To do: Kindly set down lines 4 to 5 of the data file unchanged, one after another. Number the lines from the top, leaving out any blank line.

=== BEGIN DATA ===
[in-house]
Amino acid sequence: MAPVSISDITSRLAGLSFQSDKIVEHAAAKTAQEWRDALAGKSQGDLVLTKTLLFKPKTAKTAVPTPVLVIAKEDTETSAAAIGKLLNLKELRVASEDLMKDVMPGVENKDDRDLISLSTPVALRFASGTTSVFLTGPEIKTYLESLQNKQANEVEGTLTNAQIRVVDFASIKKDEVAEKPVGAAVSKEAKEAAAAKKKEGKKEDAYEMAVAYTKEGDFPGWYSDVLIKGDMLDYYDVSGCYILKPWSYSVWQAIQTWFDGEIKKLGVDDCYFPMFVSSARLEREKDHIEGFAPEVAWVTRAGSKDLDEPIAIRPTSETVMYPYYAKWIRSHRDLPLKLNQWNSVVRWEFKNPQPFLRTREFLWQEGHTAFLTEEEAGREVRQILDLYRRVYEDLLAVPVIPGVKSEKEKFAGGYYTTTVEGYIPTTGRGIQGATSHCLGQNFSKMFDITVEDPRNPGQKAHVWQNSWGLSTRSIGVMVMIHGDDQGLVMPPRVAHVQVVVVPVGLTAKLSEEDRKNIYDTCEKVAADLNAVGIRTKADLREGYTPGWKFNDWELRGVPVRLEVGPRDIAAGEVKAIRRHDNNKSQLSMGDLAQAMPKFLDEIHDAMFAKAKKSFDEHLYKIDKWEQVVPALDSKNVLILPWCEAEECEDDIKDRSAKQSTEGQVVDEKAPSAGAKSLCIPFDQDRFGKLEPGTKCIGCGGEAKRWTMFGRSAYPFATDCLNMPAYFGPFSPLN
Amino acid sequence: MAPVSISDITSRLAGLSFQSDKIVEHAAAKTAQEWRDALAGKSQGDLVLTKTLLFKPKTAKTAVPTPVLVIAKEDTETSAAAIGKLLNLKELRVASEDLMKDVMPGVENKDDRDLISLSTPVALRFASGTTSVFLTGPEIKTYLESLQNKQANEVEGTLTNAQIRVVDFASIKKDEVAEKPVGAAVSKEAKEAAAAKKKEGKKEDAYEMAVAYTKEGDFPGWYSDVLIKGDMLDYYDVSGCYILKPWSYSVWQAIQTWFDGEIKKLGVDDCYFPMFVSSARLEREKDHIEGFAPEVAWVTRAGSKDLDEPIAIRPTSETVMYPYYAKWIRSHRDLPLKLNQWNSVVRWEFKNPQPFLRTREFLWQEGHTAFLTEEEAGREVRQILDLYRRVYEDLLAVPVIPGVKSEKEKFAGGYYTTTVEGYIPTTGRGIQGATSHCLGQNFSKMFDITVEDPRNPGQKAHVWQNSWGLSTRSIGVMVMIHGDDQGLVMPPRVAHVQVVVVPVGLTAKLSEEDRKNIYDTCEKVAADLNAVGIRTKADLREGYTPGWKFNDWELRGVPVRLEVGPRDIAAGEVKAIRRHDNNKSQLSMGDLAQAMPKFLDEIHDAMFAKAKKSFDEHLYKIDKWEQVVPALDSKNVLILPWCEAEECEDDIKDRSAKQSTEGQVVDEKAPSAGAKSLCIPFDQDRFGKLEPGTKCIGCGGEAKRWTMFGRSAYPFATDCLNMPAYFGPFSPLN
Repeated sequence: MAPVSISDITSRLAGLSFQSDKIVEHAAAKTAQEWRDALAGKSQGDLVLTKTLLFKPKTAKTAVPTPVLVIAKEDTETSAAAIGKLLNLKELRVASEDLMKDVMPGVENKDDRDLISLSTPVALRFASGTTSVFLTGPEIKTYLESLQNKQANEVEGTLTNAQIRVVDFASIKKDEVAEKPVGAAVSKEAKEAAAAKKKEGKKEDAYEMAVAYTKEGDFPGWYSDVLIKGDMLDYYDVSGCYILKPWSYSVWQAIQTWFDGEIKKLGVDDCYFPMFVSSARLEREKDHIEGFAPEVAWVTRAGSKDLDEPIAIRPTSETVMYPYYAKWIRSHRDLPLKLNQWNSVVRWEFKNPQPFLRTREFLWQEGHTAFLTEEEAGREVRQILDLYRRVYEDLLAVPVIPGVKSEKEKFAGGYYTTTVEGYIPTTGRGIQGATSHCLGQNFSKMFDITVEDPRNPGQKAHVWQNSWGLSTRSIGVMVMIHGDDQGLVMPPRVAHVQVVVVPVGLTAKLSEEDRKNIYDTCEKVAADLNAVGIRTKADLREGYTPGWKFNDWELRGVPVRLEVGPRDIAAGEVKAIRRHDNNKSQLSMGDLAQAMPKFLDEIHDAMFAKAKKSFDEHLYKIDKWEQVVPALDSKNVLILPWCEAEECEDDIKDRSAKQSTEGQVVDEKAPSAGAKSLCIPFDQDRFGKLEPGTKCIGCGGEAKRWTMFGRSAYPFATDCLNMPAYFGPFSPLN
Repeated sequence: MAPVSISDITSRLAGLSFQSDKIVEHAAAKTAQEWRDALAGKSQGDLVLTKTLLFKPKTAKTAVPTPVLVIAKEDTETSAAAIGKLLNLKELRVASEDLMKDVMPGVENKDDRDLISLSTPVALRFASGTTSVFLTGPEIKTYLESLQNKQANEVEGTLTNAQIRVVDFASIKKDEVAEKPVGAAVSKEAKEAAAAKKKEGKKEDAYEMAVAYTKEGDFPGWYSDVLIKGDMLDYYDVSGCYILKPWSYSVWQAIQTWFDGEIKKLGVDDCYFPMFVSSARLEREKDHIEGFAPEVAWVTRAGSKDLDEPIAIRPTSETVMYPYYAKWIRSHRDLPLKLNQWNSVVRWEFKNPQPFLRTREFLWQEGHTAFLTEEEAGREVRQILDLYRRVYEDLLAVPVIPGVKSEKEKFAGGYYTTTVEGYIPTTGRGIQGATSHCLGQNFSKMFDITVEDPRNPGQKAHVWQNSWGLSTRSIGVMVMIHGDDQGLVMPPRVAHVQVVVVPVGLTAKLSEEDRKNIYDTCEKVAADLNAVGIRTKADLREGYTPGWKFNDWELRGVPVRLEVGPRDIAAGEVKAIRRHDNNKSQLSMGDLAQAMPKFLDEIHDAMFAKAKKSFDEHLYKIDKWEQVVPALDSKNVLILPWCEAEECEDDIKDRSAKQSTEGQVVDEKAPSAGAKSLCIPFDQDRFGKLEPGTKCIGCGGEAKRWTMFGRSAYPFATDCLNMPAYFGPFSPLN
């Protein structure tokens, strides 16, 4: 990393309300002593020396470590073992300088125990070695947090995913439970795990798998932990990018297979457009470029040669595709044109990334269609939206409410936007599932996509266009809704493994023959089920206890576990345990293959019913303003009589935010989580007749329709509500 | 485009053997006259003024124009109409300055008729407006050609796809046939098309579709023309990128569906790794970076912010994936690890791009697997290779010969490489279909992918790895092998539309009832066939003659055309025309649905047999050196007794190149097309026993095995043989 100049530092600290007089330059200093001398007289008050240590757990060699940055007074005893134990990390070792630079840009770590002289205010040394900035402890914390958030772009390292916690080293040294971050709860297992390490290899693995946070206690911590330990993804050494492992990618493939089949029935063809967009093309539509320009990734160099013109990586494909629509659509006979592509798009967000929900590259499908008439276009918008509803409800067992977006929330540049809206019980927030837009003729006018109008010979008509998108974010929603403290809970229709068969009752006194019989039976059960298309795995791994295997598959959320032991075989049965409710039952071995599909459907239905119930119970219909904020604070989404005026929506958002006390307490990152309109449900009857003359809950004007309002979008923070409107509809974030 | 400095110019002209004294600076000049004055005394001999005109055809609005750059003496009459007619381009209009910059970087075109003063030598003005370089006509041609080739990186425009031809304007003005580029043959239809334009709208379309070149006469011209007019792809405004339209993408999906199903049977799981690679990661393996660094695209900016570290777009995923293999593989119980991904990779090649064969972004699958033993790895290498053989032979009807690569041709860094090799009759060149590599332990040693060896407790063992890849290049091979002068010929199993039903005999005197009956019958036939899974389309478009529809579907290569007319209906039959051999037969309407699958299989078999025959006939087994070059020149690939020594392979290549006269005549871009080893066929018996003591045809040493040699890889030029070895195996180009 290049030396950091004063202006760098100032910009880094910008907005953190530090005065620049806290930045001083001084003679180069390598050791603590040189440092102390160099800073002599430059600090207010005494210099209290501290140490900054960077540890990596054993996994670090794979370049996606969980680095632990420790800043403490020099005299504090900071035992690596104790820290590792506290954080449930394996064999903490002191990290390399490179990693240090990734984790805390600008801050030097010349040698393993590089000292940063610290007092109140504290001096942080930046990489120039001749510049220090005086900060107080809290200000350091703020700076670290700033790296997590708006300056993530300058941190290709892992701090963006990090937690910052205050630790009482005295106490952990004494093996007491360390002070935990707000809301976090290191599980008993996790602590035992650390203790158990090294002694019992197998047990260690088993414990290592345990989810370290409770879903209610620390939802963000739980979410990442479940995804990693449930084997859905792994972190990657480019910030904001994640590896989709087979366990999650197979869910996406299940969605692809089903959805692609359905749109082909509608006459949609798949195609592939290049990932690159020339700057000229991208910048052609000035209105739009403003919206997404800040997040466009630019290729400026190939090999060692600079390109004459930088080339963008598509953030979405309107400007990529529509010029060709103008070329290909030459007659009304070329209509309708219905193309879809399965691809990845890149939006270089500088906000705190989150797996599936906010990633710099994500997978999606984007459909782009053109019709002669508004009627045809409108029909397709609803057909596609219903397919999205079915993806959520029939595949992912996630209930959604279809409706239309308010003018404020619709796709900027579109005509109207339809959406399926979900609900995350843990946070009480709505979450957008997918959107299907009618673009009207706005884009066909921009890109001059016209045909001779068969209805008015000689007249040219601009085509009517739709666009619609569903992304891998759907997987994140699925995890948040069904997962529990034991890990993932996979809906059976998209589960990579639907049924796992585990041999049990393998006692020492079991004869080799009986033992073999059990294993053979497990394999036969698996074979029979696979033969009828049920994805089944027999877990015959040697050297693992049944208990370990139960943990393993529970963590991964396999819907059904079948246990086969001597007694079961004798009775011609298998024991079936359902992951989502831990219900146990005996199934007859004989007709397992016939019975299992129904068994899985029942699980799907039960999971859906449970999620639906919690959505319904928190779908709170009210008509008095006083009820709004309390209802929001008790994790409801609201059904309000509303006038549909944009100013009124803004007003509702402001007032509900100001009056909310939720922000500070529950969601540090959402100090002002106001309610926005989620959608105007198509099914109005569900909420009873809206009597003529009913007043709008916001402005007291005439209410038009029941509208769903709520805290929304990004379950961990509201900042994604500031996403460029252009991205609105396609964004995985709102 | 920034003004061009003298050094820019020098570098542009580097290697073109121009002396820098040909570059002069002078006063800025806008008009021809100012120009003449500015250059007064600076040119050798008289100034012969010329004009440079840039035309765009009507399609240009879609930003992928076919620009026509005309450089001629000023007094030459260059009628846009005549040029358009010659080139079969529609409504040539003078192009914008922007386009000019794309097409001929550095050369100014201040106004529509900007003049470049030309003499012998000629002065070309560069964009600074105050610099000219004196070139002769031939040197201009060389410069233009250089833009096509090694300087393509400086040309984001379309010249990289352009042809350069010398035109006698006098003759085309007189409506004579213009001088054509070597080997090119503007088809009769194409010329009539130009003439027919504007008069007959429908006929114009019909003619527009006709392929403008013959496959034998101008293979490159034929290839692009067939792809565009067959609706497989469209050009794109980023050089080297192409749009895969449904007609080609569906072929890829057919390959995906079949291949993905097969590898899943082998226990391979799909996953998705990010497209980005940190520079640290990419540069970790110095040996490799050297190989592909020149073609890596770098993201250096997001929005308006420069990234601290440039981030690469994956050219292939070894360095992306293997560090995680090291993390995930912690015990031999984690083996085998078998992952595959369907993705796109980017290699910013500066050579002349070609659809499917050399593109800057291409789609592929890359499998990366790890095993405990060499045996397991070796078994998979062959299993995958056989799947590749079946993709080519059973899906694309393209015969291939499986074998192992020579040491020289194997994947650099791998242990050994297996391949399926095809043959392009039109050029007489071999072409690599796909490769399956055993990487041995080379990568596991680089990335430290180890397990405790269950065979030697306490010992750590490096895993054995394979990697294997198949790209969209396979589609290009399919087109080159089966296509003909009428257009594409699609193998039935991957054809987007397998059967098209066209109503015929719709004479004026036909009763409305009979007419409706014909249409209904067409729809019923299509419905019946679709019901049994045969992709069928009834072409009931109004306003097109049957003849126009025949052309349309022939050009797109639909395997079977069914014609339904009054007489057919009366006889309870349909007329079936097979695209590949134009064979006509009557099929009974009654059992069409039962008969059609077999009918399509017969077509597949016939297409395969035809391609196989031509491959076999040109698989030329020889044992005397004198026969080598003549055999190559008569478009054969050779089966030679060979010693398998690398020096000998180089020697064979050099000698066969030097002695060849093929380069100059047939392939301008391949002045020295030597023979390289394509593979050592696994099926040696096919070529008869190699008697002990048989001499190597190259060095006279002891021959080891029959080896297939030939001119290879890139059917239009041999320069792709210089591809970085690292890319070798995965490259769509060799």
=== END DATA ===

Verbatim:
Repeated sequence: MAPVSISDITSRLAGLSFQSDKIVEHAAAKTAQEWRDALAGKSQGDLVLTKTLLFKPKTAKTAVPTPVLVIAKEDTETSAAAIGKLLNLKELRVASEDLMKDVMPGVENKDDRDLISLSTPVALRFASGTTSVFLTGPEIKTYLESLQNKQANEVEGTLTNAQIRVVDFASIKKDEVAEKPVGAAVSKEAKEAAAAKKKEGKKEDAYEMAVAYTKEGDFPGWYSDVLIKGDMLDYYDVSGCYILKPWSYSVWQAIQTWFDGEIKKLGVDDCYFPMFVSSARLEREKDHIEGFAPEVAWVTRAGSKDLDEPIAIRPTSETVMYPYYAKWIRSHRDLPLKLNQWNSVVRWEFKNPQPFLRTREFLWQEGHTAFLTEEEAGREVRQILDLYRRVYEDLLAVPVIPGVKSEKEKFAGGYYTTTVEGYIPTTGRGIQGATSHCLGQNFSKMFDITVEDPRNPGQKAHVWQNSWGLSTRSIGVMVMIHGDDQGLVMPPRVAHVQVVVVPVGLTAKLSEEDRKNIYDTCEKVAADLNAVGIRTKADLREGYTPGWKFNDWELRGVPVRLEVGPRDIAAGEVKAIRRHDNNKSQLSMGDLAQAMPKFLDEIHDAMFAKAKKSFDEHLYKIDKWEQVVPALDSKNVLILPWCEAEECEDDIKDRSAKQSTEGQVVDEKAPSAGAKSLCIPFDQDRFGKLEPGTKCIGCGGEAKRWTMFGRSAYPFATDCLNMPAYFGPFSPLN
Repeated sequence: MAPVSISDITSRLAGLSFQSDKIVEHAAAKTAQEWRDALAGKSQGDLVLTKTLLFKPKTAKTAVPTPVLVIAKEDTETSAAAIGKLLNLKELRVASEDLMKDVMPGVENKDDRDLISLSTPVALRFASGTTSVFLTGPEIKTYLESLQNKQANEVEGTLTNAQIRVVDFASIKKDEVAEKPVGAAVSKEAKEAAAAKKKEGKKEDAYEMAVAYTKEGDFPGWYSDVLIKGDMLDYYDVSGCYILKPWSYSVWQAIQTWFDGEIKKLGVDDCYFPMFVSSARLEREKDHIEGFAPEVAWVTRAGSKDLDEPIAIRPTSETVMYPYYAKWIRSHRDLPLKLNQWNSVVRWEFKNPQPFLRTREFLWQEGHTAFLTEEEAGREVRQILDLYRRVYEDLLAVPVIPGVKSEKEKFAGGYYTTTVEGYIPTTGRGIQGATSHCLGQNFSKMFDITVEDPRNPGQKAHVWQNSWGLSTRSIGVMVMIHGDDQGLVMPPRVAHVQVVVVPVGLTAKLSEEDRKNIYDTCEKVAADLNAVGIRTKADLREGYTPGWKFNDWELRGVPVRLEVGPRDIAAGEVKAIRRHDNNKSQLSMGDLAQAMPKFLDEIHDAMFAKAKKSFDEHLYKIDKWEQVVPALDSKNVLILPWCEAEECEDDIKDRSAKQSTEGQVVDEKAPSAGAKSLCIPFDQDRFGKLEPGTKCIGCGGEAKRWTMFGRSAYPFATDCLNMPAYFGPFSPLN